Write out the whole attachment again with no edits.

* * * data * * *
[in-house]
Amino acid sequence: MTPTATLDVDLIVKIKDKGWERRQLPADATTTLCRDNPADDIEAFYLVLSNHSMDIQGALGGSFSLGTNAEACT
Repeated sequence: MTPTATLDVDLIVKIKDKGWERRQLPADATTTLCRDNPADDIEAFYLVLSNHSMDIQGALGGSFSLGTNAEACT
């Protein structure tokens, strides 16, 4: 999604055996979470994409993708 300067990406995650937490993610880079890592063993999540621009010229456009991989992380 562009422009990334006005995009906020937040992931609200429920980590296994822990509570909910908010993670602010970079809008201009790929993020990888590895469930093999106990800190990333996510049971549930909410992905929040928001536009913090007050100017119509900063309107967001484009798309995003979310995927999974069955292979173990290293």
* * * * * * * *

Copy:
[in-house]
Amino acid sequence: MTPTATLDVDLIVKIKDKGWERRQLPADATTTLCRDNPADDIEAFYLVLSNHSMDIQGALGGSFSLGTNAEACT
Repeated sequence: MTPTATLDVDLIVKIKDKGWERRQLPADATTTLCRDNPADDIEAFYLVLSNHSMDIQGALGGSFSLGTNAEACT
């Protein structure tokens, strides 16, 4: 999604055996979470994409993708 300067990406995650937490993610880079890592063993999540621009010229456009991989992380 562009422009990334006005995009906020937040992931609200429920980590296994822990509570909910908010993670602010970079809008201009790929993020990888590895469930093999106990800190990333996510049971549930909410992905929040928001536009913090007050100017119509900063309107967001484009798309995003979310995927999974069955292979173990290293």